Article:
I breathe in, I breathe out
Got friends to call who let me talk about
What ain’t working, what’s still hurtin’
All the things I feel like cussing out
Now and then I let it go
I ride the waves I can’t control
I’m learning how to build a better boat

To listen to the audio version: https://www.youtube.com/watch?v=vwZfQSLxg3U

To listen to the story behind the song: https://www.youtube.com/watch?v=qmslqIT68to

Photo credit: http://Photo by David Candreanu on Unsplash

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The Importance of Looking Inside

A little poem  by Krishnamurti that caught my eye:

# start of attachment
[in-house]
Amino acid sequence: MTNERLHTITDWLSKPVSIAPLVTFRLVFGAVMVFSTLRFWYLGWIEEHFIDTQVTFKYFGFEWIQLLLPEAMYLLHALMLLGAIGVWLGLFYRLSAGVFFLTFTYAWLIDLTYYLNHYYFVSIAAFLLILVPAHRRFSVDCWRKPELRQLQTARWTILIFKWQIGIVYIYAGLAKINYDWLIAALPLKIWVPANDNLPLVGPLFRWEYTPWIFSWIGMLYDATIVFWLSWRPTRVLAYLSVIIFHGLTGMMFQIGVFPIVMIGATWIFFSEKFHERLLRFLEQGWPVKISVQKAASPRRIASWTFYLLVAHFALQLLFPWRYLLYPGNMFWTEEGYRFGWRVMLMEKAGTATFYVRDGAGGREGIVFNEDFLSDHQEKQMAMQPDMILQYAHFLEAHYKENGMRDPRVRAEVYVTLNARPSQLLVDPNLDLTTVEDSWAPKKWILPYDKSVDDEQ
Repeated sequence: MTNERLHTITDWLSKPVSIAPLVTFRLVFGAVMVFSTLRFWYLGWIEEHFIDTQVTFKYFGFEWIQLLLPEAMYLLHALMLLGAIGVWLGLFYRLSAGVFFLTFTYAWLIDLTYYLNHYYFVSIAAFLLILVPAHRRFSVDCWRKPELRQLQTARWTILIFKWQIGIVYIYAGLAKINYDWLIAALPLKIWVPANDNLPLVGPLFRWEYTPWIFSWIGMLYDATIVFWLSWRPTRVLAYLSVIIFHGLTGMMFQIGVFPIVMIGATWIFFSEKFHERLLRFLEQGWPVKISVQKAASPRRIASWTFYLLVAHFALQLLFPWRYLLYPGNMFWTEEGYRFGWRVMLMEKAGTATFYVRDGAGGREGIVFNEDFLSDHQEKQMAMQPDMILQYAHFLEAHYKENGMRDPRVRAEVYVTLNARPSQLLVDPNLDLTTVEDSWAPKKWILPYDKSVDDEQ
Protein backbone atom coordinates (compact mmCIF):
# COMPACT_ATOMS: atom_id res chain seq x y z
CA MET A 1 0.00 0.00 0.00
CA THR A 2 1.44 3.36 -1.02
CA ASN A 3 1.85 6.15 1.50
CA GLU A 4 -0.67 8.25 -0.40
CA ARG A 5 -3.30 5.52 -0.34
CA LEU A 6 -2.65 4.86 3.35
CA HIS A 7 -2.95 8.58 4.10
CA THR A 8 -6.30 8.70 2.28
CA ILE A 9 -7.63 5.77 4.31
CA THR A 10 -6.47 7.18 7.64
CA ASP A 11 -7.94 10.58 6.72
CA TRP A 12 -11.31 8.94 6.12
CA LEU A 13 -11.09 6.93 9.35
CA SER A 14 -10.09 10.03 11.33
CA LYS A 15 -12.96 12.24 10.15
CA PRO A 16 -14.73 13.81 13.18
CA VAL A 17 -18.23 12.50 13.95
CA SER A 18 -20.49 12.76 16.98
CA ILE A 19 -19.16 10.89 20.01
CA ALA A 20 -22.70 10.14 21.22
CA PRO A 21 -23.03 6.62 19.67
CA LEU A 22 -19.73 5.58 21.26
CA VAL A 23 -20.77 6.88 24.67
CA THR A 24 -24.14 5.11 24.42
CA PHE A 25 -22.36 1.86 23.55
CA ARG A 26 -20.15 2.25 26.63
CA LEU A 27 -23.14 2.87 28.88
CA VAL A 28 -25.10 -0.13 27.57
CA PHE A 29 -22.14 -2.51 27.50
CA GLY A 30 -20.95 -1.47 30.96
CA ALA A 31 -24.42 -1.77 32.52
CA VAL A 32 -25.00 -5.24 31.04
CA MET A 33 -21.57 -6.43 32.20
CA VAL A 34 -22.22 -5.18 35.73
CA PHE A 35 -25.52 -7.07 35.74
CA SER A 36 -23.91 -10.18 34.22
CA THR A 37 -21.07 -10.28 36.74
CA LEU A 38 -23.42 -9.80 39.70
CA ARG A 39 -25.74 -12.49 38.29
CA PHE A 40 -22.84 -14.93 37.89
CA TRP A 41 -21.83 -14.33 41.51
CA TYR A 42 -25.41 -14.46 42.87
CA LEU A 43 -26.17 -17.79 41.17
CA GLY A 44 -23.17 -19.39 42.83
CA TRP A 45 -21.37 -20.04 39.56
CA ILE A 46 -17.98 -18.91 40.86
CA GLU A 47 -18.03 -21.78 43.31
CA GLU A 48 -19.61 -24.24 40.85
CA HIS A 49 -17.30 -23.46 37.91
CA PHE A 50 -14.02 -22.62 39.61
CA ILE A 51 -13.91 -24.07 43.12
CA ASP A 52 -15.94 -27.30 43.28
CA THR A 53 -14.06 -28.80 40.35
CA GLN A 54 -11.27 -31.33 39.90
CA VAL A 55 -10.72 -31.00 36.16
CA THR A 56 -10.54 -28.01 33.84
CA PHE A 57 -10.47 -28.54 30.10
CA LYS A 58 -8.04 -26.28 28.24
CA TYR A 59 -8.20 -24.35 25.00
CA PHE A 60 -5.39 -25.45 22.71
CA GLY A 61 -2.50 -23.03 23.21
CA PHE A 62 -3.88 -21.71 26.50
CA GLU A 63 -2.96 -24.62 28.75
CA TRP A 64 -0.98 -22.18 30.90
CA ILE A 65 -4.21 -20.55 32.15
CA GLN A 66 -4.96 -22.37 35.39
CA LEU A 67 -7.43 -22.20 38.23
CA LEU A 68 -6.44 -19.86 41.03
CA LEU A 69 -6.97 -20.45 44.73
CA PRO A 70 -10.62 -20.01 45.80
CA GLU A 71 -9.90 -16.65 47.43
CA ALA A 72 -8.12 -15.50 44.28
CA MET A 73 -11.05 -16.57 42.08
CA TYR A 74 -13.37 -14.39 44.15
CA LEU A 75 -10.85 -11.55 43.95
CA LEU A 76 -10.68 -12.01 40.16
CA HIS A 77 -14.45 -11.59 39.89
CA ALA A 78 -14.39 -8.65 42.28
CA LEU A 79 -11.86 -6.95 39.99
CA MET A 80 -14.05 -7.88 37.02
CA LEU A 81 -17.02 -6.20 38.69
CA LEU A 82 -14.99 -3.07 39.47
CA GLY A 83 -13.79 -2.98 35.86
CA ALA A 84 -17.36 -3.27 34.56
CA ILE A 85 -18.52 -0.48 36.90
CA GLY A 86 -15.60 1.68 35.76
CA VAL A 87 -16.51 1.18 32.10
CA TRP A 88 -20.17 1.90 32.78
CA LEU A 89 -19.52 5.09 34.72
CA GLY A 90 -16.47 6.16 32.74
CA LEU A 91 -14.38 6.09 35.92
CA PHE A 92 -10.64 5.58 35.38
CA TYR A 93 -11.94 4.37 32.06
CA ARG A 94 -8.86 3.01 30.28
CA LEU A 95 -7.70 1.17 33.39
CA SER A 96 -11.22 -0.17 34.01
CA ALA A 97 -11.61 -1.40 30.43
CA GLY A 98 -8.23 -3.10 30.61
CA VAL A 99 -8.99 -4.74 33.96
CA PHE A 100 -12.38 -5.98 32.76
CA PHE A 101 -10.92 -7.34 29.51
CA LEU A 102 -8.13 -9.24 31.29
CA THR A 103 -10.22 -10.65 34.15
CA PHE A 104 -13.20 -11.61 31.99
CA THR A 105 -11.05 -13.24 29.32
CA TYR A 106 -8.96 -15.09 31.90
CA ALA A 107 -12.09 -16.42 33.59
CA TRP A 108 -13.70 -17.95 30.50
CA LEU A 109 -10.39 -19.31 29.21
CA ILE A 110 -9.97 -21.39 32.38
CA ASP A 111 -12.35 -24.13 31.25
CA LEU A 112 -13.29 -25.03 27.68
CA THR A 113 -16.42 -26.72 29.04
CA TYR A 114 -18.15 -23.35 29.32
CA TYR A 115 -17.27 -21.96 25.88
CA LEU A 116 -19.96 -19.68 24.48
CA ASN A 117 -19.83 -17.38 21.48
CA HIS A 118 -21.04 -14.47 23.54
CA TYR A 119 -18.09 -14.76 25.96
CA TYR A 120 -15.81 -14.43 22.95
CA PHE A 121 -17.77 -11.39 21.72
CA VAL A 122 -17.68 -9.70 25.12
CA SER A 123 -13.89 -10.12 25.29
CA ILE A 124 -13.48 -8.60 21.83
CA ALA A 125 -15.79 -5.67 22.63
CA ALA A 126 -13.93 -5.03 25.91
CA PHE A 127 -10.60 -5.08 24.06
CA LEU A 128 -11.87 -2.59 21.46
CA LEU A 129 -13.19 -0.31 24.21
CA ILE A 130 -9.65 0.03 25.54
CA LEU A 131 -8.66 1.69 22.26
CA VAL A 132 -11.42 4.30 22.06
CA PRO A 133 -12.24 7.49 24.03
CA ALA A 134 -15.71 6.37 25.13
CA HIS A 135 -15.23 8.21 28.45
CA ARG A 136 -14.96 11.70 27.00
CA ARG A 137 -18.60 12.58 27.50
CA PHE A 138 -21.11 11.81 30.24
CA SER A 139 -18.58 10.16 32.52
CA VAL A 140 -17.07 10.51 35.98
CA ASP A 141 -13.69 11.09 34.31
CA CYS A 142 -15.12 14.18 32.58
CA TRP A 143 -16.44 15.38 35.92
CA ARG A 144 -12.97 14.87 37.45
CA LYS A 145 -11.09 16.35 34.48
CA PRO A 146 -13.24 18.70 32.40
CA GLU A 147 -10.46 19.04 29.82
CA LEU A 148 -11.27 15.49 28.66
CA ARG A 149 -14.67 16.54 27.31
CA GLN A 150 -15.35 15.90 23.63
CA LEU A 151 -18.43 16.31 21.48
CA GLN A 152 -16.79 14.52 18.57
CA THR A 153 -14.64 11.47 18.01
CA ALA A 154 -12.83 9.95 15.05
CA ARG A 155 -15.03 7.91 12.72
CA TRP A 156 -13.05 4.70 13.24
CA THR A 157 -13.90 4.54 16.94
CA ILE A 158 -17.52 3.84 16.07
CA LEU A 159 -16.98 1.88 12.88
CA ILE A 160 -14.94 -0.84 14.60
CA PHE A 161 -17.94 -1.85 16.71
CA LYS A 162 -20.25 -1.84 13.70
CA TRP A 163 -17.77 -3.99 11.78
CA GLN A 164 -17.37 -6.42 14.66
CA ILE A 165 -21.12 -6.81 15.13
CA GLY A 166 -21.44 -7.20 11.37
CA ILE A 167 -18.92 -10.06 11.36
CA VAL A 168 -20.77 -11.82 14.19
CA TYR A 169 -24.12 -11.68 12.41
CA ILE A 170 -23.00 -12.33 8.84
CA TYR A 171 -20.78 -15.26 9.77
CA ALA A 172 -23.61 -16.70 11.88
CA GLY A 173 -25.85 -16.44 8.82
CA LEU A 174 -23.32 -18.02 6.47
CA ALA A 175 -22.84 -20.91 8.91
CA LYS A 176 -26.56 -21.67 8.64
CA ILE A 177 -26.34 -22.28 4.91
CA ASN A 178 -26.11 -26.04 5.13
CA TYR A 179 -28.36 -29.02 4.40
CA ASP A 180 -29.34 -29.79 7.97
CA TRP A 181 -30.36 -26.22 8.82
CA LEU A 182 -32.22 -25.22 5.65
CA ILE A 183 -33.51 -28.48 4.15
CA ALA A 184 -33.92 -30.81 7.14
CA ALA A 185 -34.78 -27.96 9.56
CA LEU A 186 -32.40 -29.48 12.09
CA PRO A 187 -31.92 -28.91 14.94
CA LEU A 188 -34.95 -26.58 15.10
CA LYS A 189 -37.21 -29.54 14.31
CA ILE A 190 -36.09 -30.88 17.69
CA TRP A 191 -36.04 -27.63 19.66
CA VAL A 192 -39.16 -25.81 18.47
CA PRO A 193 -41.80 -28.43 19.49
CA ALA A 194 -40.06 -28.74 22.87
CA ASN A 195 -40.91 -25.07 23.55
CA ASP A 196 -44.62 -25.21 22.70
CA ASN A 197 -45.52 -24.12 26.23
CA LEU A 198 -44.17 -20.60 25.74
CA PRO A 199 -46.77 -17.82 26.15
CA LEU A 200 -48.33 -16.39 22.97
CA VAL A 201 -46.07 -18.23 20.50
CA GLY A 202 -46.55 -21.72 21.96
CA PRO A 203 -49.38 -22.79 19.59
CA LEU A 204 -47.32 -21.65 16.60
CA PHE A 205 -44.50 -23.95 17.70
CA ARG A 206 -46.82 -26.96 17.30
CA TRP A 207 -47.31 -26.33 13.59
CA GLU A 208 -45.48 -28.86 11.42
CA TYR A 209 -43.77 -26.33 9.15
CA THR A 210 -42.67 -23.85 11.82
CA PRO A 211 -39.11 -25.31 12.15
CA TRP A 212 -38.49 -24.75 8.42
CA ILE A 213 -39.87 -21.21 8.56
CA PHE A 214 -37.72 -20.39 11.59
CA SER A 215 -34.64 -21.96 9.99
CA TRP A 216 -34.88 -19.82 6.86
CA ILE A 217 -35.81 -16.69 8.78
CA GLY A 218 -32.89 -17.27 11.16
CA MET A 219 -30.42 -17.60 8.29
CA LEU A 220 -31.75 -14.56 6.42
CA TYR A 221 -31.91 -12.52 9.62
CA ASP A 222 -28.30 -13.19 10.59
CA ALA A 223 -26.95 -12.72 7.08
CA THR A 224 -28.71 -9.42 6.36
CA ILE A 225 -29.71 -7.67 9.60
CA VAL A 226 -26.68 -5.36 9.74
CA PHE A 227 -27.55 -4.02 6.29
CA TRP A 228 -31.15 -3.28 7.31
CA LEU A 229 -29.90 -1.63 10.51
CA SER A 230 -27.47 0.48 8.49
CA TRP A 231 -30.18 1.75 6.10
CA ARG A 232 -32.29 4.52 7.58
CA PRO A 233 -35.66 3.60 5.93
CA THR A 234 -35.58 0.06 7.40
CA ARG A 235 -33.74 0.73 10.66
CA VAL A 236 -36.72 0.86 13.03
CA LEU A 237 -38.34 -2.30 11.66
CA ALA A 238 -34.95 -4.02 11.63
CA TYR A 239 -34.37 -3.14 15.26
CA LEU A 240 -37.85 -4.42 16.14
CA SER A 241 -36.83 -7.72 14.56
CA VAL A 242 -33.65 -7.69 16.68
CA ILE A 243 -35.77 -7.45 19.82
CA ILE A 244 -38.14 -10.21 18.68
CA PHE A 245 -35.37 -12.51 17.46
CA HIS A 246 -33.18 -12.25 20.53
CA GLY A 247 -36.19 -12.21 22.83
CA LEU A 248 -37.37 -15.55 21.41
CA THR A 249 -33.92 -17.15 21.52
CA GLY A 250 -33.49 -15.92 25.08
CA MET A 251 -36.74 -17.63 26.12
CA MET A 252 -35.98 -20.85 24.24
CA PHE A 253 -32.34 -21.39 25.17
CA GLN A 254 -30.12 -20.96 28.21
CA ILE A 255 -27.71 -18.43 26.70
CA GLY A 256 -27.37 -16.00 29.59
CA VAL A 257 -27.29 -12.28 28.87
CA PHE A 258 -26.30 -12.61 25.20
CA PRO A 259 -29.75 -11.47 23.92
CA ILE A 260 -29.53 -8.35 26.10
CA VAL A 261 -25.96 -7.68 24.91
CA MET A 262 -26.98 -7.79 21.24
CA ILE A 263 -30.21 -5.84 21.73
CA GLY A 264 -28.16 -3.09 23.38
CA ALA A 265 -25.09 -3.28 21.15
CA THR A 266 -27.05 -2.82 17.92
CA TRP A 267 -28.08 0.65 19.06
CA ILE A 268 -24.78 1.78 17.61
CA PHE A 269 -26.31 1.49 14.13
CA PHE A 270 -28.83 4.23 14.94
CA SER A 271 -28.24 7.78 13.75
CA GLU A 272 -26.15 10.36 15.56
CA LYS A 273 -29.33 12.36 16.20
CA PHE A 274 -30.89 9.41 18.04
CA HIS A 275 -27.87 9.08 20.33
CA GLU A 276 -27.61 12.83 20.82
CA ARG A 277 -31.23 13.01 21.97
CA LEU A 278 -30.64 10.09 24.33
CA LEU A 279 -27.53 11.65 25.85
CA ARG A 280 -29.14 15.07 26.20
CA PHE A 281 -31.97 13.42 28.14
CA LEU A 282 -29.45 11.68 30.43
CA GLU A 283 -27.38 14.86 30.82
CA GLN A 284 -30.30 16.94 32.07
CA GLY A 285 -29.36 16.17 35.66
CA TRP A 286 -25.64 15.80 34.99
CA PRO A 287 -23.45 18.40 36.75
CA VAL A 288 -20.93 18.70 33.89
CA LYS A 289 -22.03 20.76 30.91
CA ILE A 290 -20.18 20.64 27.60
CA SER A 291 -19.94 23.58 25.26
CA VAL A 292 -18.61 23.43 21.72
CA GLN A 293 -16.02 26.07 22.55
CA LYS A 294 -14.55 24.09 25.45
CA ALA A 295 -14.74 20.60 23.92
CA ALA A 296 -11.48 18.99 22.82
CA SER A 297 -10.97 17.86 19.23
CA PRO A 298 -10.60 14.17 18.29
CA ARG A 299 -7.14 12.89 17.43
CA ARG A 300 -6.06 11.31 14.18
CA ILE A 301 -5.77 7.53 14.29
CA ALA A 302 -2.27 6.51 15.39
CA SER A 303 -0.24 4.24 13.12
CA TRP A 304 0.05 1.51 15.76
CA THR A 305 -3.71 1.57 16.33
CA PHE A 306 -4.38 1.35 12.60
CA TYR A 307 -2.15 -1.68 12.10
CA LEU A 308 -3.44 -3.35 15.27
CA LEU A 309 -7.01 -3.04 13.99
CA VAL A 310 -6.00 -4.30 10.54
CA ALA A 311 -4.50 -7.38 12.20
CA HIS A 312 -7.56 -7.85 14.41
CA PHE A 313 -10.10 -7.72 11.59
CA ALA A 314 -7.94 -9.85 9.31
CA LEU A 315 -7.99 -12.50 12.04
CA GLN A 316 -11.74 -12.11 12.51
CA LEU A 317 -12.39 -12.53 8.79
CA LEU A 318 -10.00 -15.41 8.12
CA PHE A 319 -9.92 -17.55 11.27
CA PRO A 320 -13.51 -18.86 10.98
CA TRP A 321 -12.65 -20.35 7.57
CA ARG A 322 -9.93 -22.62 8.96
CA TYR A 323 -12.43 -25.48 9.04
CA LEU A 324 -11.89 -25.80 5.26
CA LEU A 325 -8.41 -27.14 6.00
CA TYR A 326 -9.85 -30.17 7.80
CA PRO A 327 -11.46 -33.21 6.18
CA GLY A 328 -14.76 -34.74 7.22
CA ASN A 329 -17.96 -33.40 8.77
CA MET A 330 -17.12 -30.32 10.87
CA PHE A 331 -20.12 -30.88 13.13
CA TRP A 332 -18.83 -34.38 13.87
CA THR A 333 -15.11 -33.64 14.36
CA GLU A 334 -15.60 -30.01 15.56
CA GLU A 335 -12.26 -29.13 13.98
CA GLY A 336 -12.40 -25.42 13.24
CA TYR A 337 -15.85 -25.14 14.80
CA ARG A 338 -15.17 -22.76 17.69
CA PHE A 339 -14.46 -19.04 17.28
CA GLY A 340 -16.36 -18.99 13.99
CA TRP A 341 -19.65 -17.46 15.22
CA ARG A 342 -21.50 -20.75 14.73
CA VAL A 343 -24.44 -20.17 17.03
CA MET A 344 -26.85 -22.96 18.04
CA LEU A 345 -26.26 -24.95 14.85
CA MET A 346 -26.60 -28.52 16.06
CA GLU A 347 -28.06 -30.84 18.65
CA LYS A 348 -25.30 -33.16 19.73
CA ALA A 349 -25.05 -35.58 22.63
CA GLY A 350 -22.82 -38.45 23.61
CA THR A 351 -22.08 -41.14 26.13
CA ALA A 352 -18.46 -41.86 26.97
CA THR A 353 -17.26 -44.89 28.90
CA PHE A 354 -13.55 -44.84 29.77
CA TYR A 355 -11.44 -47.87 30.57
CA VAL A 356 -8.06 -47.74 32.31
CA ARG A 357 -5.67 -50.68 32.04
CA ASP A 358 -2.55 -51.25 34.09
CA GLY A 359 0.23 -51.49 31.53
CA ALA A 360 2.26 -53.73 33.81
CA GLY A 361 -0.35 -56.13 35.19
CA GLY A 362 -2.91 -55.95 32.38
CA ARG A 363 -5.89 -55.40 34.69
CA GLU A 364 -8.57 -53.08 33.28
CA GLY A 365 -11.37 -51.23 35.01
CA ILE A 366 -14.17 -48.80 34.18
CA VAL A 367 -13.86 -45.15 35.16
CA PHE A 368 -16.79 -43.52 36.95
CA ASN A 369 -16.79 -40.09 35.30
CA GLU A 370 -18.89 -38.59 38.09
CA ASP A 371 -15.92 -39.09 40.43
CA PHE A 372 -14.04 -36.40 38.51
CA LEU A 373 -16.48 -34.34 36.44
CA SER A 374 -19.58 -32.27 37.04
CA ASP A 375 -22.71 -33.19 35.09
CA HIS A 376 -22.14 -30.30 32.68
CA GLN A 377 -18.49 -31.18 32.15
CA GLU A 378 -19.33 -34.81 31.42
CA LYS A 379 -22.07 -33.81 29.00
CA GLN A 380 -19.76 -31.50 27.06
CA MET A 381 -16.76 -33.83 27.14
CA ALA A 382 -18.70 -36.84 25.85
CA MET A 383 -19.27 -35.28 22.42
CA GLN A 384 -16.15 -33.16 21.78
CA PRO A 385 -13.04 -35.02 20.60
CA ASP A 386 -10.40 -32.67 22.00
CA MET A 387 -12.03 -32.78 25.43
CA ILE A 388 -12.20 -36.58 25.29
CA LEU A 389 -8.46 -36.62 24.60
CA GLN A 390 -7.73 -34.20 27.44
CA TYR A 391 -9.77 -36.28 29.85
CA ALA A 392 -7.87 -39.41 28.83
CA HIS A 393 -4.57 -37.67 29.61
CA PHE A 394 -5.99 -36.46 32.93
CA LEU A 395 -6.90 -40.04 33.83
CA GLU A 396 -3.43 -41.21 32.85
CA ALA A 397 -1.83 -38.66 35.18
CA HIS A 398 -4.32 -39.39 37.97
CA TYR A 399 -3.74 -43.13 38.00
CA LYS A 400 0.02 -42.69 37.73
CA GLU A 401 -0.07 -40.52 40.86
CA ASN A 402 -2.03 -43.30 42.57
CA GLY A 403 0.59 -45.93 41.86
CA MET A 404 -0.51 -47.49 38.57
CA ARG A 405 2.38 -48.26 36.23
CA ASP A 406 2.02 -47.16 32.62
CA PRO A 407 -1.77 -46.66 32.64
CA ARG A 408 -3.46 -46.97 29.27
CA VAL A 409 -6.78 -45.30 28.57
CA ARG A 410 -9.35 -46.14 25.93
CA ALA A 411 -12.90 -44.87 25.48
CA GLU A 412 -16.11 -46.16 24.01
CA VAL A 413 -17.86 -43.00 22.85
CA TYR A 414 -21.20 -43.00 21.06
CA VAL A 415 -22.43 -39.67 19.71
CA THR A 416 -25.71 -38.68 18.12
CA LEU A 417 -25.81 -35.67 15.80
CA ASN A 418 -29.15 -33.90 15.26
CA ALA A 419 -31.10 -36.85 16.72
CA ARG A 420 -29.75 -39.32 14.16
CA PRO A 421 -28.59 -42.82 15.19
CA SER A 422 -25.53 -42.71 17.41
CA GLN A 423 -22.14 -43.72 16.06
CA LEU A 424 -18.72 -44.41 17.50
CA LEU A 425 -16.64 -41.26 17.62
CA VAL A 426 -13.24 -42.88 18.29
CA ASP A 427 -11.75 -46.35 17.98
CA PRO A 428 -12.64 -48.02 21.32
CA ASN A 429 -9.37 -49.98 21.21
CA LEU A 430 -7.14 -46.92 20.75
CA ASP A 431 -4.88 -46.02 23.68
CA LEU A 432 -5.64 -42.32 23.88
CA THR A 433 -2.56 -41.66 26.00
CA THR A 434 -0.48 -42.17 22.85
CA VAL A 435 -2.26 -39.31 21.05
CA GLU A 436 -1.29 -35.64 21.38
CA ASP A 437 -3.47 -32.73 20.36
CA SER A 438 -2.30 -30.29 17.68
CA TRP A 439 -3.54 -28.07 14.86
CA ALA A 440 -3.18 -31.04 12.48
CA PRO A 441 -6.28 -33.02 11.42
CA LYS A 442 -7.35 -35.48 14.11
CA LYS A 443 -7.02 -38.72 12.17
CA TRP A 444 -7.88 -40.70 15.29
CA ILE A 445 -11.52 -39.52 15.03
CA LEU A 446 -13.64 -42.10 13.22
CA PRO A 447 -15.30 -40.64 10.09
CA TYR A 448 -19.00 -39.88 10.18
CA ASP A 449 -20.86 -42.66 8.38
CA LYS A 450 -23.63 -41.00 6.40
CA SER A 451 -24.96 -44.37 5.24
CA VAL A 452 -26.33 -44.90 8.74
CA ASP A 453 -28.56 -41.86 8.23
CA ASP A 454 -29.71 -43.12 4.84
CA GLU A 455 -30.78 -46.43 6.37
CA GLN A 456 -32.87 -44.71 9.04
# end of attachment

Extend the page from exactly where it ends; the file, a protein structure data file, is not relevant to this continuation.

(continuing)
In oneself lies the whole world

If you know how to look and learn,

The door is there and the key is in your hand. 

In many instances, we can lose the ability to self-reflect. Sometimes it is our emotions that get in the way; we get caught up in feeling sad or angry or guilty, and we lose the ability to access our rational brain. Other times it is our core beliefs that put up road blocks; if we land in an automatic thought about ourselves it can often override our courage. And sometimes the messages that we have internalized from others can lead us away from who we truly are. Perhaps the first step in moving towards greater self-reflection is to simply be curious. To give ourselves pause and ask the question “Wait, does it have to be this way?” The act of being inquisitive, of giving ourselves permission to look inside for the answer, has the potential to bring us towards a new door, one in which we now hold the key.

Photo credit: http://Photo by CMDR Shane on Unsplash